I voted for the first time as a New Yorker this month, mainly to vote against the constitutional convention, which might have opened the door to wholesale changes in the forest preserve, and, conversely, for a land bank that will allow small, common sense changes in the forest preserve.
I have to hand it to New York voters. Back in West Virginia, we never would have figured that out. As dearly as I love my home state, it is safe to say that the color gray simply does not exist. You’re either fer-it or agin-it, and the idea that fine tuning is not dependent on wholesale destruction, as a concept, simply does not exist.
I was also fascinated by Question 2 on the ballot, which effectively asked, Is corruption in government a good thing or a bad thing? Here too, voters made the distinction, approving an incremental reform over the convention, whose supporters promised would lead to wholesale change.
It warms my soul to think that there are people out there who believe that influence peddling and money-politics can be erased with a few strokes of a pen, and that with a better state constitution, corruption would cease. Having covered state legislatures for years, the one thing I can say with confidence is that it takes the system-riggers about six seconds to find a way around any new reform law.
Maryland at least tried. They would throw a lobbyist in jail about every other year, a sentence that the offender would sit out with the same stoic sense of duty as a baseball player sits out a 60-day suspension after being popped for taking performance enhancing drugs. Some would even be disbarred, but it didn’t matter; in a couple of years they’d be back in the lineup hitting home runs for their seedy clients.
West Virginia on the other hand — well, never mind. Their greatest, and perhaps only, reform of the past 50 years was removing the kegs of whiskey from the Senate cloakroom.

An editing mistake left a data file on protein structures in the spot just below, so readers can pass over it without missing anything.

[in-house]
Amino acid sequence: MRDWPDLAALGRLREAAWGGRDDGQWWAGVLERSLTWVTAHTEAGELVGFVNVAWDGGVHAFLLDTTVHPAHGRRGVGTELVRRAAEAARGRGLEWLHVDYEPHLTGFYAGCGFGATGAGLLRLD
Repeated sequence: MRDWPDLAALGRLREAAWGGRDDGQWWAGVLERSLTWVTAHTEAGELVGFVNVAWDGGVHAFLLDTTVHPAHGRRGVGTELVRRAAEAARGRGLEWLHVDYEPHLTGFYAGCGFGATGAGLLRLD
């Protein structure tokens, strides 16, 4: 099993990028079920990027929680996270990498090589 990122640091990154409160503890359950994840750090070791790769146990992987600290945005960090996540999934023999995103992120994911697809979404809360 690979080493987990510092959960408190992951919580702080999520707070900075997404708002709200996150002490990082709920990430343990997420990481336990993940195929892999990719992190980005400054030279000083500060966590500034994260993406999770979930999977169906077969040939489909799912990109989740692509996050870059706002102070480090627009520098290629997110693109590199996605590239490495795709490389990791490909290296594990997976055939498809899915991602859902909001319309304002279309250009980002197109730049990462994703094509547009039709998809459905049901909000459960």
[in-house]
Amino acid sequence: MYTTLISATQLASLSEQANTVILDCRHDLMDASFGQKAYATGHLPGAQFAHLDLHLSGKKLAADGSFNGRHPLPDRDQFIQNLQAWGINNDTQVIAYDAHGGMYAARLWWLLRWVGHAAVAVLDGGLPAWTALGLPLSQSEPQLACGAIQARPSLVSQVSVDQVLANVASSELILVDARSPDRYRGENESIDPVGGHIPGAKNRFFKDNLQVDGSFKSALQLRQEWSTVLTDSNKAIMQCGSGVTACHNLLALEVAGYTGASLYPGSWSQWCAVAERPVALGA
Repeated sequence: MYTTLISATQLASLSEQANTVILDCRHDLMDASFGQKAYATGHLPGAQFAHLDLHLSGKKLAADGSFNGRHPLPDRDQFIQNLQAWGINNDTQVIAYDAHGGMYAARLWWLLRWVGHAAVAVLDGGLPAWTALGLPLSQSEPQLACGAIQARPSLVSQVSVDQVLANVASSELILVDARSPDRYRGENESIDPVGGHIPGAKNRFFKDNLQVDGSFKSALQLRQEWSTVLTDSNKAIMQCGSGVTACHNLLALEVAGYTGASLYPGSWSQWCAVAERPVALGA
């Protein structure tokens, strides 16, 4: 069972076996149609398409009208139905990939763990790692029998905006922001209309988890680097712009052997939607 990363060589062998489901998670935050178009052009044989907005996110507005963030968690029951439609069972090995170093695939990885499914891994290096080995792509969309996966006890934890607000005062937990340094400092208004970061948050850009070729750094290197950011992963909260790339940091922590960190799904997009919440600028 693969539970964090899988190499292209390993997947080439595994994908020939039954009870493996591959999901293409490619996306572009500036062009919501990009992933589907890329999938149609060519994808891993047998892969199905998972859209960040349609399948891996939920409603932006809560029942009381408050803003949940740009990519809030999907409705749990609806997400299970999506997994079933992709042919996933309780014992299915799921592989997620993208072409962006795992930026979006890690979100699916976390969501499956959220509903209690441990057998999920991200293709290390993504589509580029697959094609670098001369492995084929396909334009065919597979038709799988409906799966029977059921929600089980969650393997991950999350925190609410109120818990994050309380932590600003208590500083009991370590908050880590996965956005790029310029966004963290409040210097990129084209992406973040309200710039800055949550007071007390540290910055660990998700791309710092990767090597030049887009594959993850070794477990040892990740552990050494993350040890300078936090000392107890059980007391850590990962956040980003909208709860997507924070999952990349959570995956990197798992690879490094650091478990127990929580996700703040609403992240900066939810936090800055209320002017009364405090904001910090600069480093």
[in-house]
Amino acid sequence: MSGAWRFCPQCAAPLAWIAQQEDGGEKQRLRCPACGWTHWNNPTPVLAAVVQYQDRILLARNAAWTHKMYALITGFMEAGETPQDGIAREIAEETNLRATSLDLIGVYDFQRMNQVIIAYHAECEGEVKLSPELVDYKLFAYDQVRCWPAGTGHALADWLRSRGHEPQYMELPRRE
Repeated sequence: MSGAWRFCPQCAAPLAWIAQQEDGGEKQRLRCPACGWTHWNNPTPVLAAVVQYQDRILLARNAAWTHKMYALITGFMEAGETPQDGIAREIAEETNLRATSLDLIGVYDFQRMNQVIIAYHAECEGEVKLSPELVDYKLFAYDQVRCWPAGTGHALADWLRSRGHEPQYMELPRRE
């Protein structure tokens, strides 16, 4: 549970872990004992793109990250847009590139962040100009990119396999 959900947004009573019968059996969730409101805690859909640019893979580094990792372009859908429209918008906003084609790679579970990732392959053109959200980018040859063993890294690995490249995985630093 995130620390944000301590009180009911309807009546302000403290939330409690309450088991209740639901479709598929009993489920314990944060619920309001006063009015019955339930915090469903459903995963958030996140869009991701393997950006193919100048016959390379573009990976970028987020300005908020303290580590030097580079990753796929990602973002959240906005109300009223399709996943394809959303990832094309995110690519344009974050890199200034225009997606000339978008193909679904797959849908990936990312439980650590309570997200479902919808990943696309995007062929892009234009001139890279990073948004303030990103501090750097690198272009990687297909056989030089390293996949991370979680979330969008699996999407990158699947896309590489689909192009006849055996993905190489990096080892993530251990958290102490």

But as a newbie, what was really of interest in this election was the revelation that New York voters are asked to select a highway superintendent — which to my mind is a little like electing someone to be a paramedic. (They tried that in the Civil War; it didn’t work out.) One of the candidates here in Jay was named “Sleepy” — he would have been rejected in West Virginia for being overly ambitious — and another effectively called for the elimination of the highway department itself. Nice to see people thinking outside the box.
It also made me feel at home, because I am used to highways being a political pawn. Until the courts made them stop, highway superintendents in West Virginia were the product of pure political patronage. I grew up on a road that at the time had no name, other than it’s postal designation of Route 2. The Post Office recognized only one other network of roads, which it thoughtfully named — wait for it — Route 1. The pavement gave out right at our driveway, and only two people lived further back, one of them being a congenial, leathery man named Mack Swaim (pronounced “Swim”).
Mack and his wife Aldine lived in a white clapboard house in the shade of a monstrous mulberry tree. Early each summer the birds would descend to gorge on gallons of mulberries, and the home, streaked with varying shades of cream and purple, would become unspeakably picturesque until it could be cleansed by July thunderstorms.
Mack was the Democratic Party boss in the county, which affected our lives in ways we couldn’t have foreseen when our family moved there from Minnesota in 1962. When a Democrat was elected governor in the state, Mack would immediately be appointed highway superintendent for the county. When a Republican was elected governor he stayed home and raised cantaloupes, or as we called them (can’t understand why this name didn’t catch on) musk-melons.
The upshot was that when Democrats controlled Charleston, our dinky little road was the first to be plowed after a snowstorm. But when the Republicans were in charge, we wouldn’t get plowed out for a week. Thus we became collateral damage in the patronage system, and for my first decade as an adult I voted Republican in appreciation for all the winter days I missed school because the bus couldn’t get through.
Anyway, thanks to candidate profiles in a wonderful little e-publication called the Jay Community News, I was able to become an informed voter in my new locale. For highway superintendent, I voted for the ultimate winner, Kevin Zaumetzer (yes, one guy is Sleepy, and another has two zz’s in his name), because I liked his platform. As roads superintendent, he wants to improve the roads. Sounds reasonable. But as campaign promises go, I wouldn’t try using that kind of logic in West Virginia.
Photo of voting booth courtesy John Warren.